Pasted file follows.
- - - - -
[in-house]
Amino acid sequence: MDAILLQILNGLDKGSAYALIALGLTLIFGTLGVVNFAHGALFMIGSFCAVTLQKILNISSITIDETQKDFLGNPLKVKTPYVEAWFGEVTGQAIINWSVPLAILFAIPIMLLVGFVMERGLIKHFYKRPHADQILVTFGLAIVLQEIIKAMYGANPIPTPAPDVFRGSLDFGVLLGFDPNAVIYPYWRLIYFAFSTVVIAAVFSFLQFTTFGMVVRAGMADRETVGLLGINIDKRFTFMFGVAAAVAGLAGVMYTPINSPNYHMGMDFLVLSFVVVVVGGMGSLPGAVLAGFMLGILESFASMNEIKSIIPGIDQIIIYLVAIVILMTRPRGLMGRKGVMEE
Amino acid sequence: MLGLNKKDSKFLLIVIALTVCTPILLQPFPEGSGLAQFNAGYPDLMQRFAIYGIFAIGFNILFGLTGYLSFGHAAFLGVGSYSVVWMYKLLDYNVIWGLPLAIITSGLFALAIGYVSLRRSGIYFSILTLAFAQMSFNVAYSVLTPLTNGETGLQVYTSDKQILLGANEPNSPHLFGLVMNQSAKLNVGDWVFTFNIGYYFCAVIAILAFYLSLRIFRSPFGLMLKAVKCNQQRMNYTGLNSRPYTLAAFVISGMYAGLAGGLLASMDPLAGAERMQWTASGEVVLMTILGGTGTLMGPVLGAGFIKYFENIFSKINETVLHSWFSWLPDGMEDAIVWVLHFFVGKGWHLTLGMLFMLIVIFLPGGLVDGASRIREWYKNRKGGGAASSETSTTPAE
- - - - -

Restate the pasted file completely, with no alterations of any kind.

[in-house]
Amino acid sequence: MDAILLQILNGLDKGSAYALIALGLTLIFGTLGVVNFAHGALFMIGSFCAVTLQKILNISSITIDETQKDFLGNPLKVKTPYVEAWFGEVTGQAIINWSVPLAILFAIPIMLLVGFVMERGLIKHFYKRPHADQILVTFGLAIVLQEIIKAMYGANPIPTPAPDVFRGSLDFGVLLGFDPNAVIYPYWRLIYFAFSTVVIAAVFSFLQFTTFGMVVRAGMADRETVGLLGINIDKRFTFMFGVAAAVAGLAGVMYTPINSPNYHMGMDFLVLSFVVVVVGGMGSLPGAVLAGFMLGILESFASMNEIKSIIPGIDQIIIYLVAIVILMTRPRGLMGRKGVMEE
Amino acid sequence: MLGLNKKDSKFLLIVIALTVCTPILLQPFPEGSGLAQFNAGYPDLMQRFAIYGIFAIGFNILFGLTGYLSFGHAAFLGVGSYSVVWMYKLLDYNVIWGLPLAIITSGLFALAIGYVSLRRSGIYFSILTLAFAQMSFNVAYSVLTPLTNGETGLQVYTSDKQILLGANEPNSPHLFGLVMNQSAKLNVGDWVFTFNIGYYFCAVIAILAFYLSLRIFRSPFGLMLKAVKCNQQRMNYTGLNSRPYTLAAFVISGMYAGLAGGLLASMDPLAGAERMQWTASGEVVLMTILGGTGTLMGPVLGAGFIKYFENIFSKINETVLHSWFSWLPDGMEDAIVWVLHFFVGKGWHLTLGMLFMLIVIFLPGGLVDGASRIREWYKNRKGGGAASSETSTTPAE